Realtor Economist's Letter to Millennials

I know I write a lot about millennials. I don't do that because I have no interest in gen X'ers or baby boomers. I do that because I am a millennial and I know the struggles that millennials face. Like every think tank, big business and economist, I am also aware that millennials are the mot potent economic group that this country has ever seen. Unfortunately, millennials entered the work force at various stages of the recession or in the recovery process shortly thereafter. Another unfortunate event is that many millennials are burdened with crippling student debt and are finding less employment than they had hoped to find. Our generation gets a lot of flack from our predecessors, but what younger generation doesn't? It doesn't bother me. I think we're doing quite well considering the previous and current economic climates. The fantastic thing for real estate professionals is that millennials consistently state in polls that they think home ownership is important and intend to own a home. However, it is still difficult for many millennials to qualify for mortgages. Fortunately, that may not be for much longer.

I recently read an article by NAR's chief economist, Jonathan Smoke, entitled "An Economist's Letter to Millennials Who Can't (Yet) Buy a Home." Jonathan recently attended a town-hall event with HUD Secretary Julian Castro at George Washington University where they faced a number of millennials and discussed their role and concerns regarding real estate. I'm sure that these gentlemen faced a volley of questions and concerns. Thankfully, Jonathan's article expands on some of the points that tend to restrict millennials the most when it comes to purchasing a home. The following points are some of the major concerns amongst millennials:

  • Debt - This is the big one. It's no surprise that millennials carry an astounding amount of student debt. The most unfortunate thing is that most young people incurred these debts in the hope that their education would make them so employable that it would outweigh their debts. While the economy has rebounded drastically, most of the individuals still hold a crippling debt load. With that being said, most lenders require that your debt ration be no higher than 43%. Mortgage providers use a debt-to-income ration to decide how reliable you are as a borrower. Their main concern is that they will be paid back and if you have too much other debt, the likelihood that you pay them back on time and in full is worrisome. Even if you do have less than 43% debt, if your income is low, you may still have a very hard time qualifying for the kind of home that you want. Currently, the only solution to this issue to not incur new debt and to be Spartan in paying off your prior debts. The current DTI for millennials that have purchased homes is around 36%.
  • Credit - Credit problems are certainly not a millennial problem. People of all ages are affected by credit woes. However, I do think that young people struggle with credit more than most. For being the richest nation in the world, we door a poor job teaching our youth financial education. Many young people don't even understand how credit works before they damage their credit scores. Anyways, the good news is that the average FICO amongst millennials is actually higher than that of the national average. The bare minimum for an average lender providing an FHA is a credit score of 580. Qualifying for a mortgage with a 580 credit score will not lock in the best terms, but it will get the job done. The higher your credit score, the better you terms because it shows your ability to pay your debts on time. A 750 or higher will have the greatest effect on getting great terms.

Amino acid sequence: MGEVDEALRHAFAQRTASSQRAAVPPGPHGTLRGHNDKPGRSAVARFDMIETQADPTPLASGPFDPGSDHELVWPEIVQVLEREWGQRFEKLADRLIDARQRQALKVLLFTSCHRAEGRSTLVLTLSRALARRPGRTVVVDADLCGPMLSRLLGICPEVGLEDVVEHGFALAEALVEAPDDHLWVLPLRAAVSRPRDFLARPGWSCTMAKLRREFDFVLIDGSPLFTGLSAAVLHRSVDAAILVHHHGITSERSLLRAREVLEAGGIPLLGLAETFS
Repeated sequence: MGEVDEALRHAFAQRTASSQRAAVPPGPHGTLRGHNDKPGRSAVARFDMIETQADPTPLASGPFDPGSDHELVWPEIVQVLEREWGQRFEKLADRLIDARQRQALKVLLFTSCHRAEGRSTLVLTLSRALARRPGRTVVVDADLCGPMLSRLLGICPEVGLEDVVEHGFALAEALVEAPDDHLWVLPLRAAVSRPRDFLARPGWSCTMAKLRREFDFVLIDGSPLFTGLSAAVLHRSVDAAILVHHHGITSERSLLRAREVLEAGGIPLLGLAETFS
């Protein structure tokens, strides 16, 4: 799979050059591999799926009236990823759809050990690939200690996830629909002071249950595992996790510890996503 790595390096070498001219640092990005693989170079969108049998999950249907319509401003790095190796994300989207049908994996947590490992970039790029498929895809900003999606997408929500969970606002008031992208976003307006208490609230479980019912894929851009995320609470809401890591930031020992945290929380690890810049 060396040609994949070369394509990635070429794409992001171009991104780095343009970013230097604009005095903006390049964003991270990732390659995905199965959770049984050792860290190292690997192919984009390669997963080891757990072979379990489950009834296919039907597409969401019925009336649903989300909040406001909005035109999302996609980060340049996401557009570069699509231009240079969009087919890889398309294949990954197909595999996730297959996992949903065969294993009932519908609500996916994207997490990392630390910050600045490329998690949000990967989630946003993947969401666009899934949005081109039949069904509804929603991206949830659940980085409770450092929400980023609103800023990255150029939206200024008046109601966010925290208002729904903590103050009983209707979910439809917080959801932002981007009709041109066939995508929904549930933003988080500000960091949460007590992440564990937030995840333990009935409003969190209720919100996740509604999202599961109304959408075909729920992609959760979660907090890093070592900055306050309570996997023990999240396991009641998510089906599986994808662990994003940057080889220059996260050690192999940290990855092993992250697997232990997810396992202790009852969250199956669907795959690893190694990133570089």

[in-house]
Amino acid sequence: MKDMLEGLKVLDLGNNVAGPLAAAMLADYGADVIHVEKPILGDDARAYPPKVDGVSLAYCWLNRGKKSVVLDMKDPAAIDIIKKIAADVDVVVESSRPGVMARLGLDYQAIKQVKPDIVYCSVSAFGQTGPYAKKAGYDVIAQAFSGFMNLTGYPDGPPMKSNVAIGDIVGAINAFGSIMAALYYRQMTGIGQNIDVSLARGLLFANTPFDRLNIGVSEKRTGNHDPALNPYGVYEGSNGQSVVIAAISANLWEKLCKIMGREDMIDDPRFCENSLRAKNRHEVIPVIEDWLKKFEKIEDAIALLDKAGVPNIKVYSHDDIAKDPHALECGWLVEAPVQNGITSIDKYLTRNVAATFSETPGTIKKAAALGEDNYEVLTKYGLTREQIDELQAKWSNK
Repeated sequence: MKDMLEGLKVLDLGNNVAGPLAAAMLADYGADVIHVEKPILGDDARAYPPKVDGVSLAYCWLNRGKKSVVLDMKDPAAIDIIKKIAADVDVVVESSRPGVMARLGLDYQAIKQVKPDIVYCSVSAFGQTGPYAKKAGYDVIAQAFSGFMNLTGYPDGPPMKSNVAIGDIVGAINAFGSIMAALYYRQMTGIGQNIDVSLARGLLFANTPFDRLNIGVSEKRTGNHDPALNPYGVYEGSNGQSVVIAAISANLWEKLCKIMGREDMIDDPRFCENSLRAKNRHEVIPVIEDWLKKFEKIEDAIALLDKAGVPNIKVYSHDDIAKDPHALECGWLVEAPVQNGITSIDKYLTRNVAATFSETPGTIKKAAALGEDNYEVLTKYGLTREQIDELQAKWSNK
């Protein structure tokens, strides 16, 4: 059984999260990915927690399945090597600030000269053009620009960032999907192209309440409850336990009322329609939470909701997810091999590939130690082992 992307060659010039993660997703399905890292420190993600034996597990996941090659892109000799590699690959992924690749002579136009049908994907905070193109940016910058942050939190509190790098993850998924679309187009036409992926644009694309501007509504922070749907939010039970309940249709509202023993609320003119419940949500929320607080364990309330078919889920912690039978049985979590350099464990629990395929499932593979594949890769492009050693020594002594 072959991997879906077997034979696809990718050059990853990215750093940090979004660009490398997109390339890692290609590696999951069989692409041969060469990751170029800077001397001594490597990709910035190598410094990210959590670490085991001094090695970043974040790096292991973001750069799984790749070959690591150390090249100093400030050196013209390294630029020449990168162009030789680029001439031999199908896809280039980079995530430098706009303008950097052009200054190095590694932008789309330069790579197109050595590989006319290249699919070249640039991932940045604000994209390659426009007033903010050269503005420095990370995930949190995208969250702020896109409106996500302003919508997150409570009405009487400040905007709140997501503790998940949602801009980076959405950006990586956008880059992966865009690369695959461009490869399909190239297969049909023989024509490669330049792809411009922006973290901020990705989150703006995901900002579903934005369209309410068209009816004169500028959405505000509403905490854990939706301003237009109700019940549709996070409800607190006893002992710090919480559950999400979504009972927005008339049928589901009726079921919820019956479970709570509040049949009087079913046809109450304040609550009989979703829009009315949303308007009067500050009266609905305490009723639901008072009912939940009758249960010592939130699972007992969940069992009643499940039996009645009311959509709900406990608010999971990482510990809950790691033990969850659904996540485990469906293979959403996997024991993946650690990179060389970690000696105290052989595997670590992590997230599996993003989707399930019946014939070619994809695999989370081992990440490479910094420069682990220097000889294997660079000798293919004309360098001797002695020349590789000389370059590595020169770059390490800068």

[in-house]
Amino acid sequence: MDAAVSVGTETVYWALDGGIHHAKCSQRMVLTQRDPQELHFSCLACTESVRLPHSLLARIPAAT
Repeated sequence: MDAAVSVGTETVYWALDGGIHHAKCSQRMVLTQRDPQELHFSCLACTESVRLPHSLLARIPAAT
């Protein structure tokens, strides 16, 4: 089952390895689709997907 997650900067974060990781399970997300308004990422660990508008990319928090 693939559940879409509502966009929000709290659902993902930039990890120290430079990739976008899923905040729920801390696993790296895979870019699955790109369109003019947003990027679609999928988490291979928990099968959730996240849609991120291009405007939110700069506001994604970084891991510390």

• Down payment - There is a misconception that you need 20% down on a home. You do not. There are many loans that do require 20% down but it is not common for a first time buyer. The more you put down on a property, the better your terms will be. Even putting 10% down will make a huge difference. However, there are many loans directed at first time/lower income buyers that require only 3-5% down. While your rates will not be the most competitive if you only put down 3%, it will get you into a house. The real problem here is that most millennials are so cash strapped from underemployment and student debt that they have no real savings. The first steps here are to reduce your debt ratio, save up enough for an emergency fund and then save for your down payment. Talk to your lender about an FHA or a comparable mortgage with a low down payment. 

Jonathan goes on to discuss the problem of ever-increasing rents. This is especially true in urban environments where millennials tend to flock. Rent prices have been experiencing an increase and they do not seem to be near the end of this. Unfortunately, when rent increases, it makes it even harder for people to save or to pay off their debts. Most young people have already taken to living further form their urban centers than they would like or living in less desirable properties. Unfortunately, this seems to be the only solution if you wish to manage your finances more wisely.  While it is taking us longer to purchase and to reach our desired incomes than our predecessors, it is only a matter of time before we reach our goals. We are soon to make up the vast majority of the work force and we are the most adept at technological advancement and prowess. It is no secret that our economy is dependent upon technology these days and we were born in the era of the computer. Keep you chins up and your debts low (unless it's leveraged debt, of course)!

That's all for now. If you have any questions or need any help buying or selling a home, let me know! I'm more than happy to help!

Thank you,

Troy Franklin Gandee